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GaDOE Awards $3,754,352 to Thomas County Schools in Second Round of L4GA Literacy Grants

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The Georgia Department of Education (GaDOE) awarded the Thomas County School System $3,754,352 over four years to advance literacy efforts. During this second round of Literacy for Learning, Living, and Leading in Georgia (L4GA),  grants were awarded to 23 school districts totaling $22,101,554. 

Curriculum Director Robin Cartright “We are excited to again be awarded the L4GA grant as it allows us to provide literacy opportunities to our students and to our community. Through previous grant awards, we have implemented literacy initiatives and provided books and other texts that have led to stronger readers, and I have no doubt this will continue with the current grant award.”

Dr. Lisa Williams, Superintendent of Thomas County Schools stated, “I commend the extraordinary collaboration among our district and school level faculty in preparing the grant. It’s because of their exceptional teamwork that our system was awarded the L4GA literacy grant. The funds received from the grant will go a long way in helping our system to continue its focus on overall literacy improvement."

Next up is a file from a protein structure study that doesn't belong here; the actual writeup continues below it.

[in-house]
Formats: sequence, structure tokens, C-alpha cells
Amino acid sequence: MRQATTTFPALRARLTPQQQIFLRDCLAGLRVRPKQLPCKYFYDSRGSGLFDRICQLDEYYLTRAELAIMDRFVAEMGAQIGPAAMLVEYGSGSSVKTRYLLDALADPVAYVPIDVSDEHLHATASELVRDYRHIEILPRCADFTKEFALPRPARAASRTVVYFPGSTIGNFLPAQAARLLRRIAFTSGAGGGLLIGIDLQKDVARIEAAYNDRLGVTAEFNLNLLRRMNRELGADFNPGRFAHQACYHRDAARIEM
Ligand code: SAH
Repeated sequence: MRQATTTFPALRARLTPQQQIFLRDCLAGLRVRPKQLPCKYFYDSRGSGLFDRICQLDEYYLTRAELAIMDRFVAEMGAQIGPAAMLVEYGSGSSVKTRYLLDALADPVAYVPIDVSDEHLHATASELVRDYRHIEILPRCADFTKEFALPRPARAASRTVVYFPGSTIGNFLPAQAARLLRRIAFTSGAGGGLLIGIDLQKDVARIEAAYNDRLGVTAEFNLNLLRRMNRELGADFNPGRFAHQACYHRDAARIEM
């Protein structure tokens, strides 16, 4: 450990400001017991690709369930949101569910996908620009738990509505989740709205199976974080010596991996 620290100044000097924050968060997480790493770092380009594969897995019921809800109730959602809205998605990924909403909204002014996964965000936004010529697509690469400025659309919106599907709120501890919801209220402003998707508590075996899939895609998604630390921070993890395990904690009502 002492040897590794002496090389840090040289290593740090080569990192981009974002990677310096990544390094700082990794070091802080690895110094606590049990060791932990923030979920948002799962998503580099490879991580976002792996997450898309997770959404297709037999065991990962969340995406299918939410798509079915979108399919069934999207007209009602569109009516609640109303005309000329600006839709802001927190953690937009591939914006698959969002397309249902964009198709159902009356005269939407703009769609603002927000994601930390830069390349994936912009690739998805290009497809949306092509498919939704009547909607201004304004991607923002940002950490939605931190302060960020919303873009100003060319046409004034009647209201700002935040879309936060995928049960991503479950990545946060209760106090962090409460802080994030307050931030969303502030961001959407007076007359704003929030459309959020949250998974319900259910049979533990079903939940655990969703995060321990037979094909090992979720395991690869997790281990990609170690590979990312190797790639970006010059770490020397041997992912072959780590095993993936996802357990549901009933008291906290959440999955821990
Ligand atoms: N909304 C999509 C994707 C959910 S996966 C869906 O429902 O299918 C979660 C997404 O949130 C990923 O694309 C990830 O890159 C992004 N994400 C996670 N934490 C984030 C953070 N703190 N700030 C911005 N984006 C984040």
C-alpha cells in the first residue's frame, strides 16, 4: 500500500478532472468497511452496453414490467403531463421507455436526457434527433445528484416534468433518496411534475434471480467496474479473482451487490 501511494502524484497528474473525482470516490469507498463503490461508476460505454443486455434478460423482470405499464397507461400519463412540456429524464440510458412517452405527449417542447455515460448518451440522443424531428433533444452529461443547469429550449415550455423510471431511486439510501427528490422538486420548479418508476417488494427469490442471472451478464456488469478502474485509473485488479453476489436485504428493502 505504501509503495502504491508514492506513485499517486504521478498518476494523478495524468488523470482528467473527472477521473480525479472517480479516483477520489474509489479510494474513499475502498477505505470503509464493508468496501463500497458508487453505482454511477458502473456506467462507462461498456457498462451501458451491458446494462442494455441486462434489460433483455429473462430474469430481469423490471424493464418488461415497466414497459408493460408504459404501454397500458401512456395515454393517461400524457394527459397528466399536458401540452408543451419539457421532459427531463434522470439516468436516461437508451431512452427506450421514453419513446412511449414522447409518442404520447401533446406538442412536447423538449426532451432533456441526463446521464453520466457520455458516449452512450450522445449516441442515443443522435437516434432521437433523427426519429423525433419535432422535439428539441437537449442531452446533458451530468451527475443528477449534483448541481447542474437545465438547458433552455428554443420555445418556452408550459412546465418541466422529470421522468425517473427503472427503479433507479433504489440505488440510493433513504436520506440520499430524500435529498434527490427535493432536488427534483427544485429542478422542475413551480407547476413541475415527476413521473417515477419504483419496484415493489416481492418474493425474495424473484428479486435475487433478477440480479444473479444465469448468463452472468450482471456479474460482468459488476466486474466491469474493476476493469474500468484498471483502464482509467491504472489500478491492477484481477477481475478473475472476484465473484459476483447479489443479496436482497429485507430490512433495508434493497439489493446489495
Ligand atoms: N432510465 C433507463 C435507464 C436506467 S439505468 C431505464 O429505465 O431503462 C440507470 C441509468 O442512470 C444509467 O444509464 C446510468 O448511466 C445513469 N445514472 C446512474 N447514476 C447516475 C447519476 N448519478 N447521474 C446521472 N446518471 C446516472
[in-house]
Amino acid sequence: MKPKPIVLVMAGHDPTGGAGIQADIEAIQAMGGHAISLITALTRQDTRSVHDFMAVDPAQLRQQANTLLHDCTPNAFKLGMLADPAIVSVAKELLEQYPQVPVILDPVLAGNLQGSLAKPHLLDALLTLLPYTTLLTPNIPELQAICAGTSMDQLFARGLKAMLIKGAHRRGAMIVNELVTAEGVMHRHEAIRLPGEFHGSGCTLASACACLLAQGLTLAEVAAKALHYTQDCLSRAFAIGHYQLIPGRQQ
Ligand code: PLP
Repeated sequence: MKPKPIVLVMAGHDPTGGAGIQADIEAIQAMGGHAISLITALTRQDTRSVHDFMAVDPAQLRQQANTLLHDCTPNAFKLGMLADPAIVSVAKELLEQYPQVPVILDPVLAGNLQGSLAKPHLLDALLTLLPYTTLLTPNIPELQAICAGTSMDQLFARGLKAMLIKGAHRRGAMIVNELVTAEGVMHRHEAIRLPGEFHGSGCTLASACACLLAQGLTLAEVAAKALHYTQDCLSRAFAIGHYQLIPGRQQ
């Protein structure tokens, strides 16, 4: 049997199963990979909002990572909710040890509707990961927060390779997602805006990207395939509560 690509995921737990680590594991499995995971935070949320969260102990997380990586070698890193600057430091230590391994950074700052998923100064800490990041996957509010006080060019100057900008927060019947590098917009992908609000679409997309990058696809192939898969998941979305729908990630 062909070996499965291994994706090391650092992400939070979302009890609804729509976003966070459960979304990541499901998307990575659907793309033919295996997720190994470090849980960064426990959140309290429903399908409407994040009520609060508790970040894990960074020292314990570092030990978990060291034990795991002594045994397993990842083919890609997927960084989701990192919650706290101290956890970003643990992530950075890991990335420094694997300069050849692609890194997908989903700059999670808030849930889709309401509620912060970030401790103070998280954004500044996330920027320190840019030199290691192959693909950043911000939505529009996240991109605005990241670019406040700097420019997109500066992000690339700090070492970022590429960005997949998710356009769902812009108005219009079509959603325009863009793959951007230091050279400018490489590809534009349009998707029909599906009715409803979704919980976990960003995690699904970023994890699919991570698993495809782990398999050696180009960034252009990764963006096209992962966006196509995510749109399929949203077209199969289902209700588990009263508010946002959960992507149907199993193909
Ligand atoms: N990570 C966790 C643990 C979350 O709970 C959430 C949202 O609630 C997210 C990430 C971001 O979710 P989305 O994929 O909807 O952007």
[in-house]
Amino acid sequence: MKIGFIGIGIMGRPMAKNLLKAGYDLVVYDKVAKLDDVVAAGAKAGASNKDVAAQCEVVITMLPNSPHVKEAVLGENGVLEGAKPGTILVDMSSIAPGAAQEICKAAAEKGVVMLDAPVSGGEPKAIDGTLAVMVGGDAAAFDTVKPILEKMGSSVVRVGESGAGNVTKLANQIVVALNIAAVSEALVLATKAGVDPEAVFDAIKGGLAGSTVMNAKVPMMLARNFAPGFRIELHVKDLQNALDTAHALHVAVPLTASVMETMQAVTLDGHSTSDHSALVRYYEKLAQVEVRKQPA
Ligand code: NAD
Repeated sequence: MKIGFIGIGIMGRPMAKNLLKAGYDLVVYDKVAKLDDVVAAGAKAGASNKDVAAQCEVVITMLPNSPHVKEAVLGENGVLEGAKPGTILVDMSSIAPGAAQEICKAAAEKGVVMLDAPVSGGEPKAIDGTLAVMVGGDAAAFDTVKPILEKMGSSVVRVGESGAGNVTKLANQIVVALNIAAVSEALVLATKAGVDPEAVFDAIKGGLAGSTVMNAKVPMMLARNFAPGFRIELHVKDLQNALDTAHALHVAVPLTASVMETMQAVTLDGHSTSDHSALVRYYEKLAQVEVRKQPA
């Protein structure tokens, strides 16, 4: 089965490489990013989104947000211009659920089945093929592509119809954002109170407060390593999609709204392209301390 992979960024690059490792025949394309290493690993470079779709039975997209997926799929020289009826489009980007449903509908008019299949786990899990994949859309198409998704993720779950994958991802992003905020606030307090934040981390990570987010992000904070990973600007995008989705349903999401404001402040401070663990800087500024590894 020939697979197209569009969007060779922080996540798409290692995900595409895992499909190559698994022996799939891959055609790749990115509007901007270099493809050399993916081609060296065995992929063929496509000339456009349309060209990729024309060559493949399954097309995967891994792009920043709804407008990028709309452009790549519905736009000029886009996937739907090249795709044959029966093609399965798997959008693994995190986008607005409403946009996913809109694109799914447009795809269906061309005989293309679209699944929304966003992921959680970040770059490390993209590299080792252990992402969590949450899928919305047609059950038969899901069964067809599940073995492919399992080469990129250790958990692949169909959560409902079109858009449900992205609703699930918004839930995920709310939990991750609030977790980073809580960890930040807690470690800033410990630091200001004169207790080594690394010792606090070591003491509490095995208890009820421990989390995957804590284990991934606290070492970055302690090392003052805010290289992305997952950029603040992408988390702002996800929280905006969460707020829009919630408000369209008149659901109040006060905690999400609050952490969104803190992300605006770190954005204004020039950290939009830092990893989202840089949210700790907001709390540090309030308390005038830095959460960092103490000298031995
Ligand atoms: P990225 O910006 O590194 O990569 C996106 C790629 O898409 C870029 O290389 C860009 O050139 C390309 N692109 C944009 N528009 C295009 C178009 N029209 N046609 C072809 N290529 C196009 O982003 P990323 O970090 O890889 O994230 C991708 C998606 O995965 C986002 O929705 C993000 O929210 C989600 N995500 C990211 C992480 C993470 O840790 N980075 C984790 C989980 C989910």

As a recipient of the Literacy for Learning, Living, and Leading in Georgia (L4GA) grant, Thomas County Schools will focus on creating plans for children from birth to 12th grade. Additionally, the school will partner with the community to support early literacy for all local children.

“School districts selected for the first round of L4GA funding made great strides in student literacy learning," State School Superintendent Richard Woods said. “I'm eager to see the progress made by our new grant recipients in the coming years. Making sure students are reading on grade-level remains mission-critical, top-priority work for the Georgia Department of Education and we continue to seek all possible opportunities to support that work at the school and district level."

Introduced in 2016, L4GA is a unique approach to improving literacy that pairs community-driven action with research-proven instruction. In its first round, funded by a federal Striving Readers grant of $61.5 million, 38 school districts (map below) partnered with early learning and care providers as well as community organizations to implement community efforts and improve classroom instruction. By working together, schools, early learning providers and caretakers, and community leaders are moving the needle on literacy – in 2019, third-grade students showed significant gains in English Language Arts and grade-level reading. 

Georgia was awarded a total of $179,174,766 over five years to continue the L4GA initiative, which aims to improve literacy outcomes for students from birth through grade 12. Ninety-five percent of that amount is being competitively awarded to local school districts and their community partners. The awards take into account the poverty level of a community, the percentage of students reading below grade level, the recent rate of growth in the number of students reading above grade level, and whether a school is identified for support from the Department of Education's School Improvement team.





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